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Potatoes key source of important nutrients

The potato has been a staple in the Canadian diet for a hundred years because of its versatility, ease of growth (resulting in an abundant supply and low cost) and nutrient content. Indeed, for may people, potatoes—whether mashed, baked or scalloped—are the ultimate comfort food.

However, in recent years, this root vegetable has received a bad rap—being touted as a high-carb, starchy food to be avoided by weight-conscious eaters, and in fact by anyone who is serious about a healthy diet. It’s high time to set the record straight. Potatoes are not only delicious, filling and reasonably priced, they contain a variety of vitamins, minerals and antioxidants, and are low in calories and high in fibre.

It is no secret that potatoes are “starchy” or rich in carbohydrates which is part of the reason for their negative reputation; however, this is not necessarily a liability. Contrary to popular opinion, potatoes are composed of complex carbohydrates which means they are absorbed slowly and do not cause blood glucose to spike as do simple carbs in white bread and sugar, for example.  In fact, the type of carbs found in potatoes are an exceptionally good energy source.

When one assesses calories in a vat of greasy French fries or potato chips, or in a baked potato loaded with sour cream, butter, cheese and bacon bits, yes, one could say it is “fattening.” However, cutting out the extras, one medium potato has only 100 calories.

Good source of vitamin C

It should be noted that the food ranking system points to potatoes as being a good source of vitamins C and B6 and the minerals potassium, copper and manganese which means one serving of potatoes will supply a significant amount of these nutrients, all important for metabolism and supporting the immune system. While the root vegetable has also been lauded for dietary fibre, this is only true if the skin is consumed along with the flesh.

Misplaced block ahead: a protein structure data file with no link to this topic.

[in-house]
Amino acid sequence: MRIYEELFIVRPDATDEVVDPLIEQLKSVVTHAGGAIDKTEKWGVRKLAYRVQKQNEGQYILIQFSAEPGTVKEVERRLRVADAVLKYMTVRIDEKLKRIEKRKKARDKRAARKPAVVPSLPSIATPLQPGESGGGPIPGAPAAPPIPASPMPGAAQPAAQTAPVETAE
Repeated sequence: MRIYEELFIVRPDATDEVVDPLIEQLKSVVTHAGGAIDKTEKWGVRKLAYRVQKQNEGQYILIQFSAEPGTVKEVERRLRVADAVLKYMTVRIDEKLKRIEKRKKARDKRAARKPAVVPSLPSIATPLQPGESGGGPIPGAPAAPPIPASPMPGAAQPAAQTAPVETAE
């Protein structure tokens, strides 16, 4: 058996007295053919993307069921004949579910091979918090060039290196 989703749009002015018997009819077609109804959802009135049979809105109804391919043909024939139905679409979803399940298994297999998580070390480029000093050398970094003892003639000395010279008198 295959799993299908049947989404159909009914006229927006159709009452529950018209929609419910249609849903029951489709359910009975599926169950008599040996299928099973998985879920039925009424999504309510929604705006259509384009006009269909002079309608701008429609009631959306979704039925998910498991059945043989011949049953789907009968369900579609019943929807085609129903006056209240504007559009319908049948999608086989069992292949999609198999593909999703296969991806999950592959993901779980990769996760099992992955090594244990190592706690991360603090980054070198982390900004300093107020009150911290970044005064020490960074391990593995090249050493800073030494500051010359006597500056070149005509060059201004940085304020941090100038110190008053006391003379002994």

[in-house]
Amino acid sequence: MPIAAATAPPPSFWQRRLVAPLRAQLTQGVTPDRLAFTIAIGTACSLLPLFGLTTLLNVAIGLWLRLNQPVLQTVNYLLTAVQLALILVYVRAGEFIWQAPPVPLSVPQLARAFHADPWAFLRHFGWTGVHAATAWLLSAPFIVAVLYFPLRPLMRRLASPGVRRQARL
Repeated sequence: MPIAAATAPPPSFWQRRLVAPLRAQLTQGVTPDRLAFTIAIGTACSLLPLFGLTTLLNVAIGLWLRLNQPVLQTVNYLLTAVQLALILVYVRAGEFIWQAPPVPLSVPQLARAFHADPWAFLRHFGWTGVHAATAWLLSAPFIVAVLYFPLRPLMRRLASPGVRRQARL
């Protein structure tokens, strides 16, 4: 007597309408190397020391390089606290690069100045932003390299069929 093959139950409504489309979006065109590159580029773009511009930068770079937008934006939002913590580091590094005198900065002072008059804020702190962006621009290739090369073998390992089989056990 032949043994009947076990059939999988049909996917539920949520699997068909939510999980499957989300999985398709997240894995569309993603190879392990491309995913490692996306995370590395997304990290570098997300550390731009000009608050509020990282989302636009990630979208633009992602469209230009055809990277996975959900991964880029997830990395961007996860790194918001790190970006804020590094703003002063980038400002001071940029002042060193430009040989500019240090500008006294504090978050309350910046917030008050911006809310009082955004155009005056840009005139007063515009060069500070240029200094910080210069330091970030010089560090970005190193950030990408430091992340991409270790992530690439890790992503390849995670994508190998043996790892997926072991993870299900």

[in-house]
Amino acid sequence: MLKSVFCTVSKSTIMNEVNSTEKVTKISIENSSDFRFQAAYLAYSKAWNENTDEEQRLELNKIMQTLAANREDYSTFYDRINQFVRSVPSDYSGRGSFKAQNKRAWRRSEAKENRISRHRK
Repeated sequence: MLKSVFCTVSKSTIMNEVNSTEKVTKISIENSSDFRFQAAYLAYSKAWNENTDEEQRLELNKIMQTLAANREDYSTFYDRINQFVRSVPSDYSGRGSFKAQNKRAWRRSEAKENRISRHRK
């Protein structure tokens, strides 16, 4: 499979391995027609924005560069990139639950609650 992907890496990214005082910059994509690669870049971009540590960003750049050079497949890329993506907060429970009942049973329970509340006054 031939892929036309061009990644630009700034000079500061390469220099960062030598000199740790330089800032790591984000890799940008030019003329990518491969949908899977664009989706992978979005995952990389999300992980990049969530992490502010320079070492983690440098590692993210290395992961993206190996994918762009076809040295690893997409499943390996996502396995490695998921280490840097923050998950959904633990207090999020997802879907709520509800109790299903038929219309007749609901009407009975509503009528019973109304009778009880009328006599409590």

More recently, it has come forward that potatoes contain a variety of phytonutrients such as carotenoids and flavonoids which exhibit antioxidant activity—that is, they help to fight cancer and inflammation. In addition, scientists have identified blood pressure-lowering compounds in potatoes called kukoamines, thus far found in very few other plants, one being the much-acclaimed goji berry.

Potatoes are known for being high in vitamin C—in fact, history tells us in the 16th and 17th centuries, the vegetable was used on long sea voyages to prevent scurvy. While it is imperative we ingest sufficient vitamin C which helps prevent colds and influenza by bolstering the immune system and assists with healing wounds along with many other benefits, vitamin C is easy to come by. Some nutritionists say if for no other reason, consumers should eat the potato for its vitamin B6 content.

Active everywhere

Vitamin B6 is involved in a myriad of enzymatic actions which means the vitamin is active virtually everywhere in the body, creating new cells and repairing old ones. It also plays numerous roles in the nervous system, such as enabling messaging to go on between cells. Some of the transmitters that require vitamin B6 for production are serotonin (a lack of which is linked to depression), melatonin (an hormone needed for restful sleep), and epinephrine and norepinephrine (hormones that help us respond to stress). Finally, vitamin B6 has been shown to protect against heart disease by helping to keep homocysteine levels low.

The conclusion is that consumers benefit from including potatoes frequently in their meal plans, definitely no hardship since there are dozens of ways to prepare them. It should be noted there are four common types—so-called red, yellow, Russet and white—which are interchangeable to a point. Yellow potatoes (which include Yukon Gold) have a slightly mealy texture and are a good “all-purpose” potato. Russets are high in starch and great for baking whole, while red and white potatoes are low in starch and perfect for serving boiled or making potato salad.

Learn to enjoy potatoes plain with a dollop of salsa and chives rather than high-fat toppings. Keep the skin on whenever feasible.